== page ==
Athena is an abandoned oilfield located in UK Continental Shelf block 14/18B in the central North Sea at a water depth of 130m. It is situated in the Outer Moray Firth area.
The operator of the field, Ithaca (22.5%) bought the licence in 2005 in partnership with Dyas UK (17.5%), EWE Energie (20%), Trap Oil (15%), Spike Exploration (15%) and Zeus Petroleum (10%).
Development drilling and fabrication began in January 2011, and the final production well was drilled and fully cased in June.
Commissioning and First production was achieved in May 2012 after the completion of a fifth development well and commissioning of the BW Athena floating production, storage and offloading (FPSO) vessel. Ithaca terminated production from the Athena field in January 2016, due to a decline in oil output.
Athena was discovered in 1991. A total of ten exploration wells have been drilled in the block since 1978.
The reservoir is characterised by lower cretaceous upper leek sandstone within the Scapa unit. Overlying Scapa shelves seal and trap the sandstone to the north-west and north-east.
Athena was developed as a subsea tieback to FPSO BW Carmen. The field development plan was approved by the Department of Energy and Climate Change in September 2010.
The development plan includes drilling of six production wells and two water-injection wells. Four production wells and one water-injection well were drilled initially. Depending on the field performance and water requirement, two new production wells and one water-injection well will also be drilled.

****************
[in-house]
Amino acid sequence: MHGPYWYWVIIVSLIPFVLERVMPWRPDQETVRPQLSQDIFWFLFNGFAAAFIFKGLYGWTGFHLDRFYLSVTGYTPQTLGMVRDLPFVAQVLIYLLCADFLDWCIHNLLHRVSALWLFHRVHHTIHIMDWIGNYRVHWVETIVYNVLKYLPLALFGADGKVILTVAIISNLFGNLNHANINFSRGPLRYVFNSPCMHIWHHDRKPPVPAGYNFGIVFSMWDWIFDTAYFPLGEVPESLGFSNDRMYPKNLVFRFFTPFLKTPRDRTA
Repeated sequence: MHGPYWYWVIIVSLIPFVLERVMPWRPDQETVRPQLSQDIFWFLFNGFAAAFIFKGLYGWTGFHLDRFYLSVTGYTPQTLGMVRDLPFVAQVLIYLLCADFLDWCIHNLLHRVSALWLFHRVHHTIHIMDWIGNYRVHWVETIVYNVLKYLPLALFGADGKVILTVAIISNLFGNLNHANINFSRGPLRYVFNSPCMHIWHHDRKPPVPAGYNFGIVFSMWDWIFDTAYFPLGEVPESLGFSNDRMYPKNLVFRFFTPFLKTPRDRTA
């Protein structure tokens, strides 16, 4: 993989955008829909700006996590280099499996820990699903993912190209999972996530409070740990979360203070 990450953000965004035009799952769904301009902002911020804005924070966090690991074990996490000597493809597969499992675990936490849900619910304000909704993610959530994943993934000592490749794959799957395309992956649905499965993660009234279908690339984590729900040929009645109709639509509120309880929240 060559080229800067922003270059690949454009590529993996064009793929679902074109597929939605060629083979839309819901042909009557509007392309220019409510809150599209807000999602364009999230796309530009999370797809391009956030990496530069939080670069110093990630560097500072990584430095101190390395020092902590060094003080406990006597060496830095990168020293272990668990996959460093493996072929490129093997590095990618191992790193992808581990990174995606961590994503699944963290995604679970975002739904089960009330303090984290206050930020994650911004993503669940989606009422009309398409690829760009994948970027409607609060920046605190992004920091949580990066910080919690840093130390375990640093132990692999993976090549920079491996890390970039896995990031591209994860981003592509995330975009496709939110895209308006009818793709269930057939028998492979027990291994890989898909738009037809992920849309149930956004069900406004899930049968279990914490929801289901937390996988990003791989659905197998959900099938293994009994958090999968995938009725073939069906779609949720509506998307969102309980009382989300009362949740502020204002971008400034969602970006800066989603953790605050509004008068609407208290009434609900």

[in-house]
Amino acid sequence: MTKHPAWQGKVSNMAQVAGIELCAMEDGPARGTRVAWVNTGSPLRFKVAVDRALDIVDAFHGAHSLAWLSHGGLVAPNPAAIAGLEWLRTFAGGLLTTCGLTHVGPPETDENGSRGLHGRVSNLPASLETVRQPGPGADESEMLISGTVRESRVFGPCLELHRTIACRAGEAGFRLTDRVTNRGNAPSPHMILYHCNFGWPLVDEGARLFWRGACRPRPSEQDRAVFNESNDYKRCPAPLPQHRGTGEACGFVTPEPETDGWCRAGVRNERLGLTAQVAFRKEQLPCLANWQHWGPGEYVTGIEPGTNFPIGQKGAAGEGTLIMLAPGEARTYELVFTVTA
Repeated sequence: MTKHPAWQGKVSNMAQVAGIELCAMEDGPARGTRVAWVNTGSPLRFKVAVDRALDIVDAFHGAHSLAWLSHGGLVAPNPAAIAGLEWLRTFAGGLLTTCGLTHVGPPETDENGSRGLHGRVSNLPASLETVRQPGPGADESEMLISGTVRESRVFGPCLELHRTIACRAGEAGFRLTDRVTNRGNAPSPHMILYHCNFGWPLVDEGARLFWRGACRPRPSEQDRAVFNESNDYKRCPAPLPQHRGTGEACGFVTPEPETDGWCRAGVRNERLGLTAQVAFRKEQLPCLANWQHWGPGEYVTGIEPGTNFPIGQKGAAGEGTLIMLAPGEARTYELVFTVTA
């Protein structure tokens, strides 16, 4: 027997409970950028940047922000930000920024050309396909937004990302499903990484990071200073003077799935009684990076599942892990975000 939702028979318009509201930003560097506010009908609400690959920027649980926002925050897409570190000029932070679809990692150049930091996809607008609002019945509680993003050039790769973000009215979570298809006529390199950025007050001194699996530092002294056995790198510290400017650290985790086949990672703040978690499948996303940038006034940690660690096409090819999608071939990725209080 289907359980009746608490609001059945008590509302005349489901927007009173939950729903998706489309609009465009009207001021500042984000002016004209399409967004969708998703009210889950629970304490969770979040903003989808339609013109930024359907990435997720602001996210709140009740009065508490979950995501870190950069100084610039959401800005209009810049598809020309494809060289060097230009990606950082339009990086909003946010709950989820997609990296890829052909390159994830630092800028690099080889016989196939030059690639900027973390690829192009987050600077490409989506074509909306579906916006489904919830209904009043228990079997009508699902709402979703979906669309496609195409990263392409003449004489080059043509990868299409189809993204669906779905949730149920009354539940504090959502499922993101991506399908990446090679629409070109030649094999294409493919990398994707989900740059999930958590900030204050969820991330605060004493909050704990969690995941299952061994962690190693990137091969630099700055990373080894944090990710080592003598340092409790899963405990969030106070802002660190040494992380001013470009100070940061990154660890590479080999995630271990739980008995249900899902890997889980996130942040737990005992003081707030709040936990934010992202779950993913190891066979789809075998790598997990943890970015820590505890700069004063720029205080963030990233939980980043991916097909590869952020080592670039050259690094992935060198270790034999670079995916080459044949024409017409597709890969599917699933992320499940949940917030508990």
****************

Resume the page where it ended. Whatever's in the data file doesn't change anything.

Four production wells were drilled by re-entering the four appraisal wells drilled and suspended previously. Of these, wells 15A, 16 and 18 were re-entered initially, while appraisal well 17z was re-entered later either as a production well or as a water-injection well. The conversion to production wells were made by using downhole pumps.
Ithaca Energy conducted an environmental impact assessment for the project in assistance with Hartley Anderson.
BW Carmen is the FPSO that was used for the development of the Athena field. The FPSO was mobilised 2km south-west of the drill location. The FPSO owner, BW Offshore, operated the vessel at the field on behalf of Ithaca.
BW Carmen has an eight-point mooring system. It has eight cargo tanks to store crude oil and also has facilities for fluid processing. It can offload crude at a rate of 1,160t per hour.
The vessel was upgraded at a Dubai shipyard before being relocated to the Athena field. The upgrades included extending the vessel by 20m to accommodate a new submerged turret production system, adding a new water-injection module and installing the gas turbine generator Solar Taurus 60.
After the upgrades, the vessel was renamed BW Athena. Installation of all topsides equipment was completed in September 2011 and the FPSO was fully commissioned in 2012. The BW Athena FPSO was demobilised from the field as production from the Athena oilfield ceased in January 2016.
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